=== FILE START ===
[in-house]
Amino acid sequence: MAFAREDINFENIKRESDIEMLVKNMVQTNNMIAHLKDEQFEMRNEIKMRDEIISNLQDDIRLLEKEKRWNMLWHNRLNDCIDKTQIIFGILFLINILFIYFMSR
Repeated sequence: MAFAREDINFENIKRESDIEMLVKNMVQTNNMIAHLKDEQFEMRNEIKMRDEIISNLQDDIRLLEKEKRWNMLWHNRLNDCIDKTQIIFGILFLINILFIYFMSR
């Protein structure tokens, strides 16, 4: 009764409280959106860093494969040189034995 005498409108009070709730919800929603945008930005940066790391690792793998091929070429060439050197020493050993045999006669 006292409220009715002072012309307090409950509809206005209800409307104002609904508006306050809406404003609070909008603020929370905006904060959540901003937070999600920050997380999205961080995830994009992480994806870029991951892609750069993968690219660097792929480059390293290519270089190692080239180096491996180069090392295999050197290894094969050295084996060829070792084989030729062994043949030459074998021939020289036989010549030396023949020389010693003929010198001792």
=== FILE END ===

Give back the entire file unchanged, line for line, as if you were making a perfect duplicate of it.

[in-house]
Amino acid sequence: MAFAREDINFENIKRESDIEMLVKNMVQTNNMIAHLKDEQFEMRNEIKMRDEIISNLQDDIRLLEKEKRWNMLWHNRLNDCIDKTQIIFGILFLINILFIYFMSR
Repeated sequence: MAFAREDINFENIKRESDIEMLVKNMVQTNNMIAHLKDEQFEMRNEIKMRDEIISNLQDDIRLLEKEKRWNMLWHNRLNDCIDKTQIIFGILFLINILFIYFMSR
């Protein structure tokens, strides 16, 4: 009764409280959106860093494969040189034995 005498409108009070709730919800929603945008930005940066790391690792793998091929070429060439050197020493050993045999006669 006292409220009715002072012309307090409950509809206005209800409307104002609904508006306050809406404003609070909008603020929370905006904060959540901003937070999600920050997380999205961080995830994009992480994806870029991951892609750069993968690219660097792929480059390293290519270089190692080239180096491996180069090392295999050197290894094969050295084996060829070792084989030729062994043949030459074998021939020289036989010549030396023949020389010693003929010198001792």